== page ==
The world is in a state of upheaval at the moment, and we’re all looking for things to make us feel less anxious. Maybe Classics can help.
Today’s interview is with Armand D’Angour
Is there a source from the ancient world that you find yourself coming back to when you want to feel better?
This poem by Nicarchus makes me laugh every time. I love the idea of someone coming seventh in a race with six people – and the punchline is fabulous!
When Kharmos, in Arcadia, once entered in a race
competing with five runners, he came out in seventh place.
A curious result, and you’ll be saying ‘How in heaven,
with six men in the race, did Kharmos finish no. 7?’
The reason’s this. A mate of Kharmos, shouting ‘Go, you’re fine’
ran fully dressed around the course, and beat him to the line.
So Kharmos finished seventh, but here’s to his sporting health:
if he had five more friends, just think — he would have finished twelfth.
When did you first come across this poem?
I was writing an article about the ancient Olympics after I composed the Pindaric Ode for Athens in 2004, and it was cited in a scholarly book about ancient sport. I thought I must translate it into verse form, and did so.
Can you tell me a bit about this poem and its context?
Nicarchus was a Greek poet of the 1st century AD, famous for his witty epigrams, forty-two of which survive in a collection called the Greek Anthology. Many of them have a sting in the tail, like this one:
The pall of death hangs on the raven’s wing;
The song of death sounds in the raven’s cries.
But when Demophilus begins to sing…
The raven dies!
Not surprisingly Nicarchus was an influence on the Roman poet Martial, who wrote even more stinging epigrams.
What is it about this poem that appeals to you most?
Its humour and irreverence, and the ingenuity of putting the thought into the elegiac verse form.
And finally… what do you do, outside of Classics, to cheer yourself up?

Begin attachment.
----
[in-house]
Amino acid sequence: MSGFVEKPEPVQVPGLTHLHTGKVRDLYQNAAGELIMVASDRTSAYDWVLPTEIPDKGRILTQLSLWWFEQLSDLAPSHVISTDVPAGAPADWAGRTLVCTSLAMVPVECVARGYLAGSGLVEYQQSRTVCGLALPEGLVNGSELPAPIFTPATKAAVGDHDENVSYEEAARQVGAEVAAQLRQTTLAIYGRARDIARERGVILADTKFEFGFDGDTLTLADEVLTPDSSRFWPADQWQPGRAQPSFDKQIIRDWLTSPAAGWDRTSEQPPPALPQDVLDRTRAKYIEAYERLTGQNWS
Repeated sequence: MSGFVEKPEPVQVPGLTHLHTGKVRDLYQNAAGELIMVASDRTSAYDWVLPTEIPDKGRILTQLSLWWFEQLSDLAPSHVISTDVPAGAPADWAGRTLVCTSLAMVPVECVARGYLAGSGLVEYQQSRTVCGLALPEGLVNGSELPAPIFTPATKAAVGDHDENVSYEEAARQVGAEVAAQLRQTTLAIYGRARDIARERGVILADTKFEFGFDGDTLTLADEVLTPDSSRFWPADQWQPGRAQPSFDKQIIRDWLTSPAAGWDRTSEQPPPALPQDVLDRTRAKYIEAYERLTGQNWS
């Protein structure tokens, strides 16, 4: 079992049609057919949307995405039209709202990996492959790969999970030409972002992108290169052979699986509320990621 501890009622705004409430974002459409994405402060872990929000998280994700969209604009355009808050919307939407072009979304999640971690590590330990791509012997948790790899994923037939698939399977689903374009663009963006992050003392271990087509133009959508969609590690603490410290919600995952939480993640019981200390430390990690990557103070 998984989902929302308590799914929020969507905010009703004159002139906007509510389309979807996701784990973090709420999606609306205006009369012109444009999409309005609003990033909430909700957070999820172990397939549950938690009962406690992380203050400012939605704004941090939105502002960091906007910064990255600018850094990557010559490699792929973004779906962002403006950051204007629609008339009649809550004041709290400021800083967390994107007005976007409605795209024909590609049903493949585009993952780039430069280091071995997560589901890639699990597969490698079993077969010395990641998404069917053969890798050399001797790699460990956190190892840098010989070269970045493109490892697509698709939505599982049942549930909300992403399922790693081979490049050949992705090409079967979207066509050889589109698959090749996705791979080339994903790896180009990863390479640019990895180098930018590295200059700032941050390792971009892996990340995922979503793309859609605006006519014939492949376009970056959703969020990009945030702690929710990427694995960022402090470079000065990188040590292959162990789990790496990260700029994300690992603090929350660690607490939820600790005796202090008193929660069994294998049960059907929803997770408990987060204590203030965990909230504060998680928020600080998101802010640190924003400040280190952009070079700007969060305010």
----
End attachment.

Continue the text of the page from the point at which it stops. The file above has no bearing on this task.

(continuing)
The thought of a fresh almond croissant and coffee from our local café Sable d’Or cheers me up every time, though I ration myself to weekends. I think the idea actually stimulates endorphins.
“I teach Classics at Jesus College, Oxford, and I live in London NW3. I love all the Classics, Greek and Latin, but have been hugely enthused about my latest subject of research, the philosopher Socrates. In my book Socrates in Love (2019) I paint a brand new picture of him – that of a young man falling in love, fighting in battle, and sparring with friends. I’m looking forward to the book being made into a film, but it’s also a piece of serious revisionist history with which I think scholars must engage.”
4 thoughts on “Comfort Classics: Armand D’Angour”
Love the poem, thank you and yes, it made me laugh as well.
Incredibly tenuous though this is, this ‘riddle’ reminds me of a 78rpm record I have (we have a wind up gramophone) https://www.youtube.com/watch?v=nTqqLaOv3mA – apologies, I did say it was tenuous.
I did enjoy that, thanks. Pastry-perfect carb hit and some zingy-stingy sarcasm. Must visit that cafe, order that croissant, and read those epigrams. Duly added to post-covid Classics comfort tick list 👌😁 Roll on that endorphin rush 👍😊
As a kind of mathematical poem, it reminds me of the middle quatrain of Housman’s Loveliest of trees, the cherry now
Is hung with bloom along the bough,
And stands about the woodland ride
Wearing white for Eastertide
Now, of my threescore years and ten,
Twenty will not come again,
And take from seventy springs a score,
It only leaves me fifty more.
And since to look at things in bloom
Fifty springs are little room,
About the woodlands I will go
To see the cherry hung with snow.